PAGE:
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Inexpensive one-step test for Hepatitis C infection

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Old 11-17-2015
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Inexpensive one-step test for Hepatitis C infection

New York: Researchers have developed a cost-effective one-step test that can screen, detect and confirm hepatitis C virus (HCV) infections from blood or urine samples.

Current blood-based HCV testing requires two steps and can be expensive, inconvenient and is not widely available or affordable globally.


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"Our novel HCV antigen test system has significantly improved sensitivity and specificity over current tests,” said one of the researchers Ke-Qin Hu, professor at University of California Irvine School of Medicine in the US.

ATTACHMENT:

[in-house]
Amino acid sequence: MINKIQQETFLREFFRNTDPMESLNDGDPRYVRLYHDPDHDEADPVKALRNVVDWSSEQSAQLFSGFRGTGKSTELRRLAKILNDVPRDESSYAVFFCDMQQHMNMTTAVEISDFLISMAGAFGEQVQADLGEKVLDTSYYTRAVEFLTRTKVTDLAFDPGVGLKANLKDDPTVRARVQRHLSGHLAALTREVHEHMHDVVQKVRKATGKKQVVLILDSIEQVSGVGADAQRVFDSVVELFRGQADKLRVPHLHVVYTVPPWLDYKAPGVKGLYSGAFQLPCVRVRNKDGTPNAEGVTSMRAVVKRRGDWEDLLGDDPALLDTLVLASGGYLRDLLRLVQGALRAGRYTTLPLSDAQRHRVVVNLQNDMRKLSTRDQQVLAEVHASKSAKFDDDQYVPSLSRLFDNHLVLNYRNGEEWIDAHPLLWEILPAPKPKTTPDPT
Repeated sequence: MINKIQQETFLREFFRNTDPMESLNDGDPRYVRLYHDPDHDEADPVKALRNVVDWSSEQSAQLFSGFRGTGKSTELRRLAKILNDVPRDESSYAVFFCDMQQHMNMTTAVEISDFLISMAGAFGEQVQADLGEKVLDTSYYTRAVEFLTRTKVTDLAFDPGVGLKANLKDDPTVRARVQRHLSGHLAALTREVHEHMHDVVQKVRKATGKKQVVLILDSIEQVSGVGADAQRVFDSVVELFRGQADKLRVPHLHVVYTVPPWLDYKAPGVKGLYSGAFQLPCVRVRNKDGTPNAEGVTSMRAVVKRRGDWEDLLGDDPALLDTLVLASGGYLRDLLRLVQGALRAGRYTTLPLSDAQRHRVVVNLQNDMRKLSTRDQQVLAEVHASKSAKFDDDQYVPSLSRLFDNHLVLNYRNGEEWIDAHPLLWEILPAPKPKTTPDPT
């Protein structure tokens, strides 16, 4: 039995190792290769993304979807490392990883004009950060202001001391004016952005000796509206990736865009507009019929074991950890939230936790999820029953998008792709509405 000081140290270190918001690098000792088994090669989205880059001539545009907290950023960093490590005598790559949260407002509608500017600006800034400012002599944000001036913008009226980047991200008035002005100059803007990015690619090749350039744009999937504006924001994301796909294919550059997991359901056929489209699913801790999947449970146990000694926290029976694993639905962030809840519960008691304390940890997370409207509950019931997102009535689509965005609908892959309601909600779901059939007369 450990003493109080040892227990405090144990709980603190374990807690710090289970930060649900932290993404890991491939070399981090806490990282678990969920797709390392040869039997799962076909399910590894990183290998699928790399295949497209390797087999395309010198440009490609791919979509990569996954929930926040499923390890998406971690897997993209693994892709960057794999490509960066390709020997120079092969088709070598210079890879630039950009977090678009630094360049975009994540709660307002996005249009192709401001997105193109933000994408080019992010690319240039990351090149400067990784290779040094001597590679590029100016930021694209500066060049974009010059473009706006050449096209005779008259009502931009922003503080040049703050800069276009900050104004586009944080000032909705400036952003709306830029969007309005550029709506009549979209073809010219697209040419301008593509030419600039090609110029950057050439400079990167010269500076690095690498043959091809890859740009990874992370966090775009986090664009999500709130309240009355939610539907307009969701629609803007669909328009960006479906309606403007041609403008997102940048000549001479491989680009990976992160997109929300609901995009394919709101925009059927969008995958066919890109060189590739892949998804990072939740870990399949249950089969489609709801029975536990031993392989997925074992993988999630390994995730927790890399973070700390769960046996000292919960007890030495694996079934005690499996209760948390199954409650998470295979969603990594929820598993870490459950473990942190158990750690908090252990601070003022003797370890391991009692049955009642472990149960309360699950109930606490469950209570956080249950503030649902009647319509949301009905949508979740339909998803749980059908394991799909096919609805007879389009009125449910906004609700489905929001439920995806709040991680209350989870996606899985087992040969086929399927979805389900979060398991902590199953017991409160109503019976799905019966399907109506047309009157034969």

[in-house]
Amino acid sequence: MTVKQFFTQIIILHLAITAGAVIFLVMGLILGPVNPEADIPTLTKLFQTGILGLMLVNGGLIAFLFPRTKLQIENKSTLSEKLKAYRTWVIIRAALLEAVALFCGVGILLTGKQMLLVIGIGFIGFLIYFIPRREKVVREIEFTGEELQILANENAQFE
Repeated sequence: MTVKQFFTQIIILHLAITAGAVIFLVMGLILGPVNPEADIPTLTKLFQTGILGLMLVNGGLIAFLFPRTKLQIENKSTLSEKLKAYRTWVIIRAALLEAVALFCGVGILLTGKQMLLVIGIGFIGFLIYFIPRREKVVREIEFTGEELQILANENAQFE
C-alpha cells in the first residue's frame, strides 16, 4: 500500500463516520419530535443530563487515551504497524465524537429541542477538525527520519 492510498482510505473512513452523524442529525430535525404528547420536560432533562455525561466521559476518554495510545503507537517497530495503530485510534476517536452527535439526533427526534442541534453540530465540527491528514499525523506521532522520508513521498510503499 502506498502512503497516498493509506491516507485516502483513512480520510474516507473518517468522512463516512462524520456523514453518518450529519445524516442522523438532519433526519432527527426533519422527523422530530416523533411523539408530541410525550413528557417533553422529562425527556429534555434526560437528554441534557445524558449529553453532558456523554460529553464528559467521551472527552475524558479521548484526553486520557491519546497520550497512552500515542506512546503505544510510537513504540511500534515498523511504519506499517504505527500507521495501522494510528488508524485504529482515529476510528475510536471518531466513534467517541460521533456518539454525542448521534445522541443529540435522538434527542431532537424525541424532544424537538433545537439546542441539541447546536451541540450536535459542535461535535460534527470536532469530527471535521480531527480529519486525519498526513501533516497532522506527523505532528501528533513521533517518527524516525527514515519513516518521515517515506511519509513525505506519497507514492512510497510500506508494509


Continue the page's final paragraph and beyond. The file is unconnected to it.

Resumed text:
"Importantly, for the first time, we can use urine specimens for one-step screening and diagnosing of HCV infection," Hu said.

"The ability to detect infection using urine rather than blood avoids needle stick and blood sample collection, greatly reduces the cost and necessary clinical infrastructure for screening and diagnosis, helping to promote widespread adoption of the test on a global scale," Hu explained.

Approximately 150 million people worldwide are infected with HCV, according to the US Centres for Disease Control and Prevention.

Finding a more convenient, easy-to-use and cost-effective screening alternative is imperative, because HCV is significantly under-screened and under-diagnosed, Hu pointed out.

The current HCV screening test requires two steps. First, virus-specific antibodies must be detected in the blood. Then, another test must be administered to confirm whether or not the infection is active.

Hu said many developing countries are not equipped to administer the two-step test.

"Those who are HCV infected can now be cured, before a further liver injury and complications develop, but only if they are diagnosed," Hu noted.

People with an HCV infection do not usually experience symptoms until more serious liver injury develops, such as fibrosis, cirrhosis, or liver cancer.

The findings were presented at the annual meeting of American Association for the Study of Liver Disease (AASLD) in San Francisco, US.
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